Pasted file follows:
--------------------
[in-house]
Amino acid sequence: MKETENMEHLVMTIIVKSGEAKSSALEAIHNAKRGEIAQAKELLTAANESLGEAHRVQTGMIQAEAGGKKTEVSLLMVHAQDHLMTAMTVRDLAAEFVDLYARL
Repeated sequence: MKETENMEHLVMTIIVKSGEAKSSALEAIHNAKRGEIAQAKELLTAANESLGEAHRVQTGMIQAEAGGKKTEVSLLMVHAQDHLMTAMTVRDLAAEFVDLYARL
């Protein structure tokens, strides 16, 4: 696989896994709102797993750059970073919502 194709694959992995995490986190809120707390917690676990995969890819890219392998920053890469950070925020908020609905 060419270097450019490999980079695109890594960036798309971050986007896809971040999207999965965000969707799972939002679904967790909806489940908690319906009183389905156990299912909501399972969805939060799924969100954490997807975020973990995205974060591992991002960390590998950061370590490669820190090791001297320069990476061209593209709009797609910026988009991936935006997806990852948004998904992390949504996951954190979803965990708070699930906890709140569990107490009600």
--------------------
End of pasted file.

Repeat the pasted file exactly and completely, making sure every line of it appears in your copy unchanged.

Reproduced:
[in-house]
Amino acid sequence: MKETENMEHLVMTIIVKSGEAKSSALEAIHNAKRGEIAQAKELLTAANESLGEAHRVQTGMIQAEAGGKKTEVSLLMVHAQDHLMTAMTVRDLAAEFVDLYARL
Repeated sequence: MKETENMEHLVMTIIVKSGEAKSSALEAIHNAKRGEIAQAKELLTAANESLGEAHRVQTGMIQAEAGGKKTEVSLLMVHAQDHLMTAMTVRDLAAEFVDLYARL
């Protein structure tokens, strides 16, 4: 696989896994709102797993750059970073919502 194709694959992995995490986190809120707390917690676990995969890819890219392998920053890469950070925020908020609905 060419270097450019490999980079695109890594960036798309971050986007896809971040999207999965965000969707799972939002679904967790909806489940908690319906009183389905156990299912909501399972969805939060799924969100954490997807975020973990995205974060591992991002960390590998950061370590490669820190090791001297320069990476061209593209709009797609910026988009991936935006997806990852948004998904992390949504996951954190979803965990708070699930906890709140569990107490009600």